During the 2010s, art entered the broader cultural consciousness and conversation like never before. Over the course of this decade, technology advanced at a rapid pace, bringing art and the art world along with it. Artists found new ways to engage with and access wider audiences and took strong stances on global issues. Galleries and institutions increased their support of underrepresented and marginalized artists. New tools for creating and sharing art sparked movements and shone a light on overlooked aspects of art history. Paintings by Picasso, Cézanne, and Leonardo sold for nine figures, while the art market went wild for KAWS and Koons. With our Decade in Art issue, Artsy’s editors reviewed the last 10 years to look at the most pivotal moments, artists, movements, and sales—and what the developments of the 2010s tell us about what to expect in the 2020s.
Issue background image: Kehinde Wiley, Barack Obama, 2018. © Kehinde Wiley. Courtesy of the National Portrait Gallery, Smithsonian Institution.
Who Are the Indigenous Artists to Watch at Art Toronto? – Ocula Magazine
Art Auctioneer Offers Up Midcentury Masterpiece In L.A. At $8.5 Million – Forbes
With a career as a renowned art auctioneer and founder of Los Angeles Modern Auctions, Shannon Loughery knows a valuable masterpiece when she sees one—and Loughery’s recently listed Midcentury Modern-style home in Encino is just that.
Determining the value of a work of art is not so different from that of a home. Ask any art auctioneer or real estate broker around the globe, and they will tell you about the litany of factors that go into determining the worth of something and how many of those factors might overlap—like artist, uniqueness and condition.
The artist, in this case, is celebrated Los Angeles architect Donald G. Park, who designed the 1972-built home.
Known as the Lewis Estate, this abode may perhaps be Park’s magnum opus, or at the very least his most architecturally significant. A modernist marvel, the house consists of three expansive dodecagon structures bridged together with a glass pavilion.
Perched upon an acre of the Encino Hills with stunning views overlooking the San Fernando Valley, this one-of-a-kind house spans over 6,800 square feet of interior space with six bedrooms and six bathrooms.
The home’s unique design gives way to a spectacular interior with soaring wood panels that stretch across the geometric ceiling, walls of glass windows that allow for a 200-degree view, and warm-toned tile in a circular pattern that encloses a recessed living area with a fireplace.
Freestanding stones walls help to separate the floorplan but also allow ample space for displaying art.
The kitchen is styled with a retro feel but is outfitted with modern appliances like a smooth top stove located on the island with an overhead vent.
A variety of flooring is used throughout the house, including patterned tiles, parquet wood and mint green carpet that covers a sleek, spiral staircase. Rich color accents are ubiquitous and on full display in places like the deep green of the tub and sinks of the upstairs bathroom, the vivid pink and purple of the kitchen cabinetry and the built-in couch’s soft yellow.
Completing the floorplan are a separate vintage bar, two dining areas and an atrium opening to a breathtaking beamed skylight.
Outside, the patio faces the valley, where residents can gaze upon a landscape of mountains and city lights as they soak in the heated spa, swim in the pool or sit around the gas fire pit.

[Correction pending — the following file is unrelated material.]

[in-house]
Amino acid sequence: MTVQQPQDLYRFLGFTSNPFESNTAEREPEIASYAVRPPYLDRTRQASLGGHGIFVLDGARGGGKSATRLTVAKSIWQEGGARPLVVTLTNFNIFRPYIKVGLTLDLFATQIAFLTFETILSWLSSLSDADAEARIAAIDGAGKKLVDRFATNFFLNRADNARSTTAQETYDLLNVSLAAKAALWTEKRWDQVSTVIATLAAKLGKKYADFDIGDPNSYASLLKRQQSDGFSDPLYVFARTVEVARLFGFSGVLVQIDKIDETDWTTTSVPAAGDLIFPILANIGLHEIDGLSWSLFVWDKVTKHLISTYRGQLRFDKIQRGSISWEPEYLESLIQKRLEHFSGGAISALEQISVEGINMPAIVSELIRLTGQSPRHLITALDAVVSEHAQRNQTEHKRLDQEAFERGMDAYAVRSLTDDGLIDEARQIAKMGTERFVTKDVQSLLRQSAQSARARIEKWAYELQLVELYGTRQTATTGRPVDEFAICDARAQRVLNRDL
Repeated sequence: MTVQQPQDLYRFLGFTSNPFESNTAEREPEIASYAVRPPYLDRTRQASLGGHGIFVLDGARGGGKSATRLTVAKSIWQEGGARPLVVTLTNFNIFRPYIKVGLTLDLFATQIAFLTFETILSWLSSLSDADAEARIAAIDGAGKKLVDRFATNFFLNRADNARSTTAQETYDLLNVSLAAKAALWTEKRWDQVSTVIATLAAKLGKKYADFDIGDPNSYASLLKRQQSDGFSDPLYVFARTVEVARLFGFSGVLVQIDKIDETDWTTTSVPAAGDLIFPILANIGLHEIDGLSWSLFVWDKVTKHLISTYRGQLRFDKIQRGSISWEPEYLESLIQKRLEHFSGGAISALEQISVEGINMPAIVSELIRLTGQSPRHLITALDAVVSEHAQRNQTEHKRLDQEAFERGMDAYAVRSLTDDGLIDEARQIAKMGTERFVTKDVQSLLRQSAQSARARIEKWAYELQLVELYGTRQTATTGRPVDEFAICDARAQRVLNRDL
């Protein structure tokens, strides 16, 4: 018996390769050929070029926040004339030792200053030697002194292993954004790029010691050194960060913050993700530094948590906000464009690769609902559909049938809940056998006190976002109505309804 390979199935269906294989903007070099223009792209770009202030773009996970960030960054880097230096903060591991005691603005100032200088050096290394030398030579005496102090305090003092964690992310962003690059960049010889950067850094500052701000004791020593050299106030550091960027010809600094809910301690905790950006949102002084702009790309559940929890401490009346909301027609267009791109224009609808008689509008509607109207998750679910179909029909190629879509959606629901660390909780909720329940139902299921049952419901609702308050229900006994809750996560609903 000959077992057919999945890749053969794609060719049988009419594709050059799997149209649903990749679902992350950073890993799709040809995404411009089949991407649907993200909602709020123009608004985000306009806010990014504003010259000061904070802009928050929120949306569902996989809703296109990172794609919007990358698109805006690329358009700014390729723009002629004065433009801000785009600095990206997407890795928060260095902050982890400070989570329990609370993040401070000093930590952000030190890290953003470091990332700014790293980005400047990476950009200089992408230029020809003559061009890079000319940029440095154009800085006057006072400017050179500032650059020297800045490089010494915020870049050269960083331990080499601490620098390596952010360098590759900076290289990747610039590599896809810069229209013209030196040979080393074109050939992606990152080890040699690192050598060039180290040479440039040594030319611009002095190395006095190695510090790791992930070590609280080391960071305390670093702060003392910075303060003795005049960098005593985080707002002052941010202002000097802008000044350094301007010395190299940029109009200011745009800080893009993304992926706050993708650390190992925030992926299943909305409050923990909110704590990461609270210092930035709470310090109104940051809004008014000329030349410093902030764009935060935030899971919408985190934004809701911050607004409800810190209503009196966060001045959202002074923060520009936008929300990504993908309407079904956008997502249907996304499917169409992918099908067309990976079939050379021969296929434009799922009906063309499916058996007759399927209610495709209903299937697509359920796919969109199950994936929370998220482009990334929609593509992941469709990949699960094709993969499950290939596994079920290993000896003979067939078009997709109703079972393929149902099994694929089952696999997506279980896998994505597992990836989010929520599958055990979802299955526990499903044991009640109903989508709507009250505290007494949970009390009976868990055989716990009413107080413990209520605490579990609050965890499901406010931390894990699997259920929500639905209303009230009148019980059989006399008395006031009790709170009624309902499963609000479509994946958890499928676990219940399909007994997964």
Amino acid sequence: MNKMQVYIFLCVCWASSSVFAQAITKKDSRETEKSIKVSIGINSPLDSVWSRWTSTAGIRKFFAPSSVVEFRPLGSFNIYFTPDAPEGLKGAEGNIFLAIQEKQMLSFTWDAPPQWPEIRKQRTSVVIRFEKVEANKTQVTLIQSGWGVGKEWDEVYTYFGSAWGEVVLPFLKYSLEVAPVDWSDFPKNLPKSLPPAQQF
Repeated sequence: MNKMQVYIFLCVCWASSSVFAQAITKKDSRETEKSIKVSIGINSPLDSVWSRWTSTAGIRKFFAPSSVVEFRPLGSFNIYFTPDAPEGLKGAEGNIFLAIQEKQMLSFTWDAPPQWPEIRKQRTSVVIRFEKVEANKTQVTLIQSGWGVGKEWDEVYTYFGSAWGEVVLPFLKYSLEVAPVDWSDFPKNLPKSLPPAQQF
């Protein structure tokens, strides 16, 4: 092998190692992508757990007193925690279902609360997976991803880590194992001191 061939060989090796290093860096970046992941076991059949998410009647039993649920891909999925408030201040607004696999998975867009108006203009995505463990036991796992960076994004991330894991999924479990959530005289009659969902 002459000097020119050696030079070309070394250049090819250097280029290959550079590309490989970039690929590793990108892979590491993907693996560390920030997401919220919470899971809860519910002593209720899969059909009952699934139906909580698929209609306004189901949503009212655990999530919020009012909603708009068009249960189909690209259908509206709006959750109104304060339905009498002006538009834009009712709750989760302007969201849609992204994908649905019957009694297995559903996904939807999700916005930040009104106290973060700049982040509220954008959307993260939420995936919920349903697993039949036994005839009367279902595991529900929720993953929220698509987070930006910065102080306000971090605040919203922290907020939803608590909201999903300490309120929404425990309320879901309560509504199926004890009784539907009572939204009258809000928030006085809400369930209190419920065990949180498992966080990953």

Hilton & Hyland is a founding member of Forbes Global Properties, a consumer marketplace and membership network of elite brokerages selling the world’s most luxurious homes.
Secrecy surrounds major new public art piece in downtown Kelowna – The Daily Courier
A major piece of public art once planned for Highway 97 North disappeared last year after criticism from city councillors.
One main complaint about the proposed $250,000 sculpture, which featured 10 human figures perched atop tall poles, was that its beauty and grace would be lost by being placed next to the busy highway with all its speeding cars.
Coun. Gail Given suggested last November that artist Ted Fullerton’s proposed sculpture should have been located in pedestrian-friendly City Park where people could better relate to its scale and take pictures of themselves beside it.
Fast forward to Wednesday, when much secrecy was woven into a press release issued by the Kelowna Art Gallery about a “large new outdoor public art sculpture” about to be unveiled next to the building on Water Street.
“No announcements will have been made via any Gallery communications before the media preview event,” art gallery spokesman Joshua Desnoyers wrote in an email invitation to attend the event.
Feverish media minds, or one of them anyway, wondered if the about-to-unveiled sculpture was a revival of Fullerton’s ill-fated piece, which was conceived as a new ‘Welcome to Kelowna’ sign.
“I can confirm that it is not a sculpture by Ted Fullerton, although that is a very astute guess,” Desnoyers wrote in an email.
So media, and all of Kelowna, will have to wait until 9:30 a.m. on Oct. 27 to get a look at the sculpture, described as having been made by “an established artist whose work has been shown throughout North America and who has received major commissions in Canada and the U.S.”
Kelowna currently has more than 70 pieces of public art. The newest, whatever it is, will be located between two of the most photographed sculptures, ‘Rhapsody’, a representation of playful dolphins at the entrance to Waterfront Park, and ‘Bear’ , a representation of a bear, in Stuart Park.
Whatever happened to plans for a new Welcome to Kelowna sign on Highway 97 North also remains a bit of a mystery as calls to relevant authorities at City Hall were unreturned Wednesday.
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